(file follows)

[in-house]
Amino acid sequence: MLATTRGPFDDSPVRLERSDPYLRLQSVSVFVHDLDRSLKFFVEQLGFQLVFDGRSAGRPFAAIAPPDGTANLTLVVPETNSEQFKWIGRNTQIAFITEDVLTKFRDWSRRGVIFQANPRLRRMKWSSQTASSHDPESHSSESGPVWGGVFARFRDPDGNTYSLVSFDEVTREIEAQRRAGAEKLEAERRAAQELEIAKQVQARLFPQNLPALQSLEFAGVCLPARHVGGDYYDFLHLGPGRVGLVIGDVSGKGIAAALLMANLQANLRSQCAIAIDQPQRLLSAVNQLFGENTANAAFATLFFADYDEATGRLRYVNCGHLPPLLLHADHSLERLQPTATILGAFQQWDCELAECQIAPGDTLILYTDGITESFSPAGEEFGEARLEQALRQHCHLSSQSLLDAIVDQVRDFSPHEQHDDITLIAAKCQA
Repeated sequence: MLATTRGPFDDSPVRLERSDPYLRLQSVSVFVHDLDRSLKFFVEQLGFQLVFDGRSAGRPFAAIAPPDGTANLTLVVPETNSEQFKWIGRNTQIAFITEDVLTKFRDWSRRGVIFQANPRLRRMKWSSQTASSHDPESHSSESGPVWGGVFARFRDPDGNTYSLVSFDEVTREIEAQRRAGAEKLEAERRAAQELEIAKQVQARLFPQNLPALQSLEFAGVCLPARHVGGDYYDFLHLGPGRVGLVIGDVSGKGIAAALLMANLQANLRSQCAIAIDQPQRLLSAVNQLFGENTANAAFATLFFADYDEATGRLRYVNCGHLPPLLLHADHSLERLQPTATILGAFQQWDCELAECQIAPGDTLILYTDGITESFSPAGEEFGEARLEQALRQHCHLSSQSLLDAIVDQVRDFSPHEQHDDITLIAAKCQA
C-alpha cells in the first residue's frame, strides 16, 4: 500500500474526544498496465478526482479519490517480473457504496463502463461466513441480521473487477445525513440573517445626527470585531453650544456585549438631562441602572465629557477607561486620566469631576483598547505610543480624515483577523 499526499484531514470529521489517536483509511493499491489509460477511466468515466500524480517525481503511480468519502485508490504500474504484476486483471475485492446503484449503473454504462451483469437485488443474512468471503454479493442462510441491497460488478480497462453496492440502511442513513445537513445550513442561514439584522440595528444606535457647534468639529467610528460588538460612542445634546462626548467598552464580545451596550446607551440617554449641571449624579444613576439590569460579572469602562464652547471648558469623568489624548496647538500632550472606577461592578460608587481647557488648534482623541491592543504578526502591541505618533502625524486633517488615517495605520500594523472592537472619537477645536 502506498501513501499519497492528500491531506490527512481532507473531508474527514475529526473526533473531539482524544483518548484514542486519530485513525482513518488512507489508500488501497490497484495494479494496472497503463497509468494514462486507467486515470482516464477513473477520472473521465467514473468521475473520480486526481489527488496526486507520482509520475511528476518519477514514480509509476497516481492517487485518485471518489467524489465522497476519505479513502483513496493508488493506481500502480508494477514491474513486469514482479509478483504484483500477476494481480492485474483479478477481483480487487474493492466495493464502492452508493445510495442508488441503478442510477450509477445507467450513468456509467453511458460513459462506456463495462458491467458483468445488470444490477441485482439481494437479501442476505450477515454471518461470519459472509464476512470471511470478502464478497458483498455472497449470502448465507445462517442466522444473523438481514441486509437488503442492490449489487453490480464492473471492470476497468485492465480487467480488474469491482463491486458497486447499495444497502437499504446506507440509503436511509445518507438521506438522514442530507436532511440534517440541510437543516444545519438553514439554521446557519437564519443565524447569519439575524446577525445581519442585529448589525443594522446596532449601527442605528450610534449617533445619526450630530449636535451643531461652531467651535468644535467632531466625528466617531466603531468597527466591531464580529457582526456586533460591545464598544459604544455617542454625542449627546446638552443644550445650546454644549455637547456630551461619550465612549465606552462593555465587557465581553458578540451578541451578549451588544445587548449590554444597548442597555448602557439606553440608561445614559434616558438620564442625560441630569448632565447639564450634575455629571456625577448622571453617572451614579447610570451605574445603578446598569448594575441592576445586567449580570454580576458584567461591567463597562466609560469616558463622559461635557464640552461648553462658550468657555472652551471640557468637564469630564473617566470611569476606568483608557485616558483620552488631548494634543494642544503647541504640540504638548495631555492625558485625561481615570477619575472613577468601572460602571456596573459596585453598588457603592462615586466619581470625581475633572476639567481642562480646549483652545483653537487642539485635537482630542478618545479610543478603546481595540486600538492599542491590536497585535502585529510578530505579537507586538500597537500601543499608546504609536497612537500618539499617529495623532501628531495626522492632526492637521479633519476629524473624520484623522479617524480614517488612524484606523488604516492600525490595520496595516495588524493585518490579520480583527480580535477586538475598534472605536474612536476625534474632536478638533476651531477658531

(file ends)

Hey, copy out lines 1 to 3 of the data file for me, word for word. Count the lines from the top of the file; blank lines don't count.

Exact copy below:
[in-house]
Amino acid sequence: MLATTRGPFDDSPVRLERSDPYLRLQSVSVFVHDLDRSLKFFVEQLGFQLVFDGRSAGRPFAAIAPPDGTANLTLVVPETNSEQFKWIGRNTQIAFITEDVLTKFRDWSRRGVIFQANPRLRRMKWSSQTASSHDPESHSSESGPVWGGVFARFRDPDGNTYSLVSFDEVTREIEAQRRAGAEKLEAERRAAQELEIAKQVQARLFPQNLPALQSLEFAGVCLPARHVGGDYYDFLHLGPGRVGLVIGDVSGKGIAAALLMANLQANLRSQCAIAIDQPQRLLSAVNQLFGENTANAAFATLFFADYDEATGRLRYVNCGHLPPLLLHADHSLERLQPTATILGAFQQWDCELAECQIAPGDTLILYTDGITESFSPAGEEFGEARLEQALRQHCHLSSQSLLDAIVDQVRDFSPHEQHDDITLIAAKCQA
Repeated sequence: MLATTRGPFDDSPVRLERSDPYLRLQSVSVFVHDLDRSLKFFVEQLGFQLVFDGRSAGRPFAAIAPPDGTANLTLVVPETNSEQFKWIGRNTQIAFITEDVLTKFRDWSRRGVIFQANPRLRRMKWSSQTASSHDPESHSSESGPVWGGVFARFRDPDGNTYSLVSFDEVTREIEAQRRAGAEKLEAERRAAQELEIAKQVQARLFPQNLPALQSLEFAGVCLPARHVGGDYYDFLHLGPGRVGLVIGDVSGKGIAAALLMANLQANLRSQCAIAIDQPQRLLSAVNQLFGENTANAAFATLFFADYDEATGRLRYVNCGHLPPLLLHADHSLERLQPTATILGAFQQWDCELAECQIAPGDTLILYTDGITESFSPAGEEFGEARLEQALRQHCHLSSQSLLDAIVDQVRDFSPHEQHDDITLIAAKCQA